IDEAS home Printed from
   My bibliography  Save this article

Teaching in times of COVID-19: determinants of teachers' educational technology use


  • Matthias Dincher
  • Valentin Wagner


We conduct a large and nationwide survey among German teachers to investigate the determinants of teachers' adaption to an increased use of educational technology during the COVID-19 school closures. We find that higher levels of technical affinity and higher perceived learning effectiveness of distance teaching are positively associated with using at least one (new) educational technology solution while teachers' age and the digital infrastructure of the school have no predictive power.

Suggested Citation

  • Matthias Dincher & Valentin Wagner, 2021. "Teaching in times of COVID-19: determinants of teachers' educational technology use," Education Economics, Taylor & Francis Journals, vol. 29(5), pages 461-470, September.
  • Handle: RePEc:taf:edecon:v:29:y:2021:i:5:p:461-470
    DOI: 10.1080/09645292.2021.1920000

    Download full text from publisher

    File URL:
    Download Restriction: Access to full text is restricted to subscribers.

    File URL:
    LibKey link: if access is restricted and if your library uses this service, LibKey will redirect you to where you can use your library subscription to access this item

    As the access to this document is restricted, you may want to look for a different version below or search for a different version of it.

    Other versions of this item:

    References listed on IDEAS

    1. Oliver Falck & Constantin Mang & Ludger Woessmann, 2018. "Virtually No Effect? Different Uses of Classroom Computers and their Effect on Student Achievement," Oxford Bulletin of Economics and Statistics, Department of Economics, University of Oxford, vol. 80(1), pages 1-38, February.
    Full references (including those not matched with items on IDEAS)

    Most related items

    These are the items that most often cite the same works as this one and are cited by the same works as this one.
    1. Gregorio Gimenez & Luis Vargas-Montoya, 2021. "ICT Use and Successful Learning: The Role of the Stock of Human Capital," Mathematics, MDPI, vol. 9(14), pages 1-15, July.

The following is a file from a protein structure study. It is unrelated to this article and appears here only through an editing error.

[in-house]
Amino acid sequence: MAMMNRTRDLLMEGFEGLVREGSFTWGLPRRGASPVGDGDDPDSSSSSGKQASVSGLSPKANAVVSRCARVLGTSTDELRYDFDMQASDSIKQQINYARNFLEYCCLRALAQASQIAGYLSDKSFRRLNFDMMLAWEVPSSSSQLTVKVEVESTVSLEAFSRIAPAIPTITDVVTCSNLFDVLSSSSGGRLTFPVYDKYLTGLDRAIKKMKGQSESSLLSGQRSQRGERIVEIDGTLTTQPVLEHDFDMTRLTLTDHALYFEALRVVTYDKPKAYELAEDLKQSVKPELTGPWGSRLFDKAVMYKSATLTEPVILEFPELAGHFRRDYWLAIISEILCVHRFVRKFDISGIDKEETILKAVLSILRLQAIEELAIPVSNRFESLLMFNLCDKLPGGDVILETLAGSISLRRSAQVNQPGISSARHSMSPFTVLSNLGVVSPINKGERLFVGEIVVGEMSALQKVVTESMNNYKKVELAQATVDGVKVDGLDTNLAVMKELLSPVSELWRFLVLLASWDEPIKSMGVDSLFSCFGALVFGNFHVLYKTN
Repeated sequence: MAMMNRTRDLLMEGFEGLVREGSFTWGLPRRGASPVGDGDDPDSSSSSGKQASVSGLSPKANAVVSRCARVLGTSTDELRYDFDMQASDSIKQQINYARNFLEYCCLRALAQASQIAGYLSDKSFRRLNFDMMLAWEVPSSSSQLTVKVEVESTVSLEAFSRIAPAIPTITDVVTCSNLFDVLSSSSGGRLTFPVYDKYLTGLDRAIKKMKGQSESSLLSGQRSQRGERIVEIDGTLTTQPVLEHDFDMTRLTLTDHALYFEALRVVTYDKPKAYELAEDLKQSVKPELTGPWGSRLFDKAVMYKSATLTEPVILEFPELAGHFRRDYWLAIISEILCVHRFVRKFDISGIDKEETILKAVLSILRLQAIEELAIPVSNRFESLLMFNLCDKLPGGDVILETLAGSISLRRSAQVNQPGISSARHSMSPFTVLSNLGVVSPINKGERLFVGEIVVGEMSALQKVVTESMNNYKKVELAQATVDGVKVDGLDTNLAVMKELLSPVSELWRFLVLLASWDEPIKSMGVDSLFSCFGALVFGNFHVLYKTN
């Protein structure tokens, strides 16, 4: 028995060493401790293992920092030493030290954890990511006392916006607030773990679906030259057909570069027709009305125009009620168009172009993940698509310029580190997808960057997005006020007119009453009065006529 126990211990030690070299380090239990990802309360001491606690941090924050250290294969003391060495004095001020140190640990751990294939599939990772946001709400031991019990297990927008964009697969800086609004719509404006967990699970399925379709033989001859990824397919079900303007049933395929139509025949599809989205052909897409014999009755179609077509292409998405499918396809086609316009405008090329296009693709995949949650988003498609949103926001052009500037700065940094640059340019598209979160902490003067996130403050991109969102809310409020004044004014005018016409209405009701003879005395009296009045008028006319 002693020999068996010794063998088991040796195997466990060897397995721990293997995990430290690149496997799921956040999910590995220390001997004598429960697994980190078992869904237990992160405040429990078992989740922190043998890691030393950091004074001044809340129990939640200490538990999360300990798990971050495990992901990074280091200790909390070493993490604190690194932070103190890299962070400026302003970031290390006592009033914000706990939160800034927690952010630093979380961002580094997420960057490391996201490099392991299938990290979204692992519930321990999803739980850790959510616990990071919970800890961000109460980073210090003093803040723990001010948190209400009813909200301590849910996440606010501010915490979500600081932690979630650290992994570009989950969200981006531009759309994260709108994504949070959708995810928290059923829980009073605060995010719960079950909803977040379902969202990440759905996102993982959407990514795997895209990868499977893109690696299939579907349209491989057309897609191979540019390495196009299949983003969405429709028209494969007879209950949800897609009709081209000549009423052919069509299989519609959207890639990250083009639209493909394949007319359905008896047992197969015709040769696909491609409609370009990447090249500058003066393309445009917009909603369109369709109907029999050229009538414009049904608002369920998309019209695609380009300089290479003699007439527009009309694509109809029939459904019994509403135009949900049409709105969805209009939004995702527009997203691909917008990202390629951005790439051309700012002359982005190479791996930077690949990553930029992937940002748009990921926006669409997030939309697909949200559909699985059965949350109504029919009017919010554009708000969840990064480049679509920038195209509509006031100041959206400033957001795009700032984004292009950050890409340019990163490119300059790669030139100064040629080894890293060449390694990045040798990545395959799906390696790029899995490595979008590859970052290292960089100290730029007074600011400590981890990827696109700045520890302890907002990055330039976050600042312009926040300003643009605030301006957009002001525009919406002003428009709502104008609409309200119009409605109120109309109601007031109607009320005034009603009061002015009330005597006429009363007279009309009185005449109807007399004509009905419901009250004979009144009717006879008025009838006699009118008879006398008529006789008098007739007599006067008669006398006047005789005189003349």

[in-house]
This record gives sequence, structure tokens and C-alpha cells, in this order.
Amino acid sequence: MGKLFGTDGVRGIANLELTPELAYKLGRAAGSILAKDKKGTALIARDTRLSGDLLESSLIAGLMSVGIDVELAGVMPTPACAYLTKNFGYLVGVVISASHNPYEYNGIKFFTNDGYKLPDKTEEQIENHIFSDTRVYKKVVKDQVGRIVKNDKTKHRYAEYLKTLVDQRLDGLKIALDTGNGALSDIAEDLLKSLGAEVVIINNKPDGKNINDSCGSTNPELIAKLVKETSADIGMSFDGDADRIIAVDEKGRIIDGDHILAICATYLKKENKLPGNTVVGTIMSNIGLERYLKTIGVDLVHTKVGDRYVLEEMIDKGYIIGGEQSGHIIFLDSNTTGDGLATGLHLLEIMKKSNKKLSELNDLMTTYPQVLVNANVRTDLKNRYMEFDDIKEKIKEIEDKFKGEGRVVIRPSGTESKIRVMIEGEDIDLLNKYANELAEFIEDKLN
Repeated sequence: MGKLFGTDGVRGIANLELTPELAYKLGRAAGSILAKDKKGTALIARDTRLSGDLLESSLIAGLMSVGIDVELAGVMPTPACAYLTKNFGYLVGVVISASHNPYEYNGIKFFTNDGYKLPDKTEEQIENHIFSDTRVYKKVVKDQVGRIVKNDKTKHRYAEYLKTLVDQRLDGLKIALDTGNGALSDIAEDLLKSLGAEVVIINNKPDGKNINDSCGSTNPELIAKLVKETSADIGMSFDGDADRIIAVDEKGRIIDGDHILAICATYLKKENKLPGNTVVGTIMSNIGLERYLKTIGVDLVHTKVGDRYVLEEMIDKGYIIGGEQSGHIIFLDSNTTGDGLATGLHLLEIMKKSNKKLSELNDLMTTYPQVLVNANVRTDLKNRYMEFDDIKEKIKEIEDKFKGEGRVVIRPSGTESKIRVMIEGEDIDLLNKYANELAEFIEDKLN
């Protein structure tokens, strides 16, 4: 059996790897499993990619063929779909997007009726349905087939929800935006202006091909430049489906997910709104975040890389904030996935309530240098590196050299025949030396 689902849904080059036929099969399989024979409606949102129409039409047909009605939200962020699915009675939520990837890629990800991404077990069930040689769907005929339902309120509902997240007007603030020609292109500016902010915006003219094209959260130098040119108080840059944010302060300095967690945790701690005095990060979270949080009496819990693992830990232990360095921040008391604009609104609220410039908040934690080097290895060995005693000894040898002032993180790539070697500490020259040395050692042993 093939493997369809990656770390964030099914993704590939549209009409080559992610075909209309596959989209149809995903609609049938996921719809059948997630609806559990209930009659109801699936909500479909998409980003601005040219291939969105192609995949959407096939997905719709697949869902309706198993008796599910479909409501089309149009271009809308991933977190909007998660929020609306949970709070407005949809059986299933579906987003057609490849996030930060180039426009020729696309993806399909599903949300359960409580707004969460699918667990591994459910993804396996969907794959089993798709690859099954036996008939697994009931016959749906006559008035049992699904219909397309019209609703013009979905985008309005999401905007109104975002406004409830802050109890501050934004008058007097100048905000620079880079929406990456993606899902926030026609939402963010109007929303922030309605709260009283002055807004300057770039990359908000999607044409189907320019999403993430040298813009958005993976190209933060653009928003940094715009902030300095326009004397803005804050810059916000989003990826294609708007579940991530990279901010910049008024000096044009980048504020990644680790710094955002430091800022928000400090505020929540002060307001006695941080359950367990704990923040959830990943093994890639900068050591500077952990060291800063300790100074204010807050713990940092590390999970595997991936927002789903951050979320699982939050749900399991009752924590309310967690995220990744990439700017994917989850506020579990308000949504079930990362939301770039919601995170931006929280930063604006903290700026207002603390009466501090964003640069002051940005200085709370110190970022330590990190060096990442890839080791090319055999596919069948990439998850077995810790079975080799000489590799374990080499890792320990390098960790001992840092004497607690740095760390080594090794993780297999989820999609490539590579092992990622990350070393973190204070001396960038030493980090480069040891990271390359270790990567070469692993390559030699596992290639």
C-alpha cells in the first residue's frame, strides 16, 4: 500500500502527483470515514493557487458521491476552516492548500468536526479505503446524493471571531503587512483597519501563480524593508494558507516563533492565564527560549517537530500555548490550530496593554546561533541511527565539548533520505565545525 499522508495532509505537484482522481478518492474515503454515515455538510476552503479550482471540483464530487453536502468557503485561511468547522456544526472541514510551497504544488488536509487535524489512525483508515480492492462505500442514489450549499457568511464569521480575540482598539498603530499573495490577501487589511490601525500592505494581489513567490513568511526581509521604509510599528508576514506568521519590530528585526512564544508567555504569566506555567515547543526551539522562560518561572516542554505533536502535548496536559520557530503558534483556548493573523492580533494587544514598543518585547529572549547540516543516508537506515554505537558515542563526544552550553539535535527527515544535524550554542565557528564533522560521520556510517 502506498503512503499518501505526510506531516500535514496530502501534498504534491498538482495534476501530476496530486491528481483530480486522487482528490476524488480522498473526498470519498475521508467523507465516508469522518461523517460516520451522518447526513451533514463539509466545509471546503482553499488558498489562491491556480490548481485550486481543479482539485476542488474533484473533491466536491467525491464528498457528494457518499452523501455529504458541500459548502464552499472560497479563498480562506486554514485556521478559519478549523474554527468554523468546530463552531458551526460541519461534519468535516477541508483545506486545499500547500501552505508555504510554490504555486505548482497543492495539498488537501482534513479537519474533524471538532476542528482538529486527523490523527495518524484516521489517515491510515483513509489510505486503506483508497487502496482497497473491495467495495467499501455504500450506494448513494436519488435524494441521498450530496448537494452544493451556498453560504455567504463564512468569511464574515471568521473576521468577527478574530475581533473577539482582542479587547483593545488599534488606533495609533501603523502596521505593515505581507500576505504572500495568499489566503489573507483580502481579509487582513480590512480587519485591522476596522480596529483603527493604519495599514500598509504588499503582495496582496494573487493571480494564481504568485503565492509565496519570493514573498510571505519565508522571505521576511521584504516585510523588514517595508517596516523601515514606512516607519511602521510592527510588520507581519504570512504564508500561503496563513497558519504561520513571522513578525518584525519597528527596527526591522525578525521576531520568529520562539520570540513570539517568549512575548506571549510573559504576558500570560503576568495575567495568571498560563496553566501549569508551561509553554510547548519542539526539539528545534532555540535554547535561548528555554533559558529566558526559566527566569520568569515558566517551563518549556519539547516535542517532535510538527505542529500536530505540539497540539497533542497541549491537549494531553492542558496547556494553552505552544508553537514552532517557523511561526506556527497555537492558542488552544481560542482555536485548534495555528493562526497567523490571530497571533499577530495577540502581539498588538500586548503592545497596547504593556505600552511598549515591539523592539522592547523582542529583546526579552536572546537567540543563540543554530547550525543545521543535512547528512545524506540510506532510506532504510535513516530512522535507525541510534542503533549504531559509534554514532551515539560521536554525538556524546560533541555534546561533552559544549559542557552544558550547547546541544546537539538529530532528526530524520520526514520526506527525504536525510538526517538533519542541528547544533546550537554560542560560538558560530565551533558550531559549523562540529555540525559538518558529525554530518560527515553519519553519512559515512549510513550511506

2. Marta Medina-García & Lina Higueras-Rodríguez & Mª del Mar García-Vita & Luis Doña-Toledo, 2021. "ICT, Disability, and Motivation: Validation of a Measurement Scale and Consequence Model for Inclusive Digital Knowledge," IJERPH, MDPI, vol. 18(13), pages 1-17, June.
    3. Nerea Gómez-Fernández & Mauro Mediavilla, 2018. "Do information and communication technologies (ICT) improve educational outcomes? Evidence for Spain in PISA 2015," Working Papers 2018/20, Institut d'Economia de Barcelona (IEB).
    4. Ralph Hippe & Luisa De Sousa Lobo Borges de Araujo & Patricia Dinis Mota da Costa, 2016. "Equity in Education in Europe," JRC Research Reports JRC104595, Joint Research Centre (Seville site).
    5. Benjamin Faber & Rosa Sanchis-Guarner & Felix Weinhardt, 2015. "ICT and Education: Evidence from Student Home Addresses," SERC Discussion Papers 0186, Centre for Economic Performance, LSE.
    6. M. Niaz Asadullah & Anindita Bhattacharjee, 2022. "Digital Divide or Digital Provide? Technology, Time Use, and Learning Loss during COVID-19," Journal of Development Studies, Taylor & Francis Journals, vol. 58(10), pages 1934-1957, October.
    7. Marie Connolly & Catherine Haeck, 2018. "Le lien entre la taille des classes et les compétences cognitives et non cognitives," CIRANO Project Reports 2018rp-18, CIRANO.
    8. Idunn Seland & Halla B. Holmarsdottir & Christer Hyggen & Olaf Kapella & Dimitris Parsanoglou & Merike Sisask, 2022. "Conditions Contributing to Positive and Negative Outcomes of Children’s ICT Use: Protocol for a Scoping Review," Societies, MDPI, vol. 12(5), pages 1-14, September.
    9. Patricia Dinis Mota da Costa & Luisa De Sousa Lobo Borges de Araujo, 2016. "Digital Reading in PISA 2012 and ICT Uses: How do VET and General Education Students Perform?," JRC Research Reports JRC104713, Joint Research Centre (Seville site).
    10. Abbiati, Giovanni & Azzolini, Davide & Balanskat, Anja & Engelhart, Katja & Piazzalunga, Daniela & Rettore, Enrico & Wastiau, Patricia, 2023. "Effects of an Online Self-Assessment Tool on Teachers' Digital Competencies," IZA Discussion Papers 15863, Institute of Labor Economics (IZA).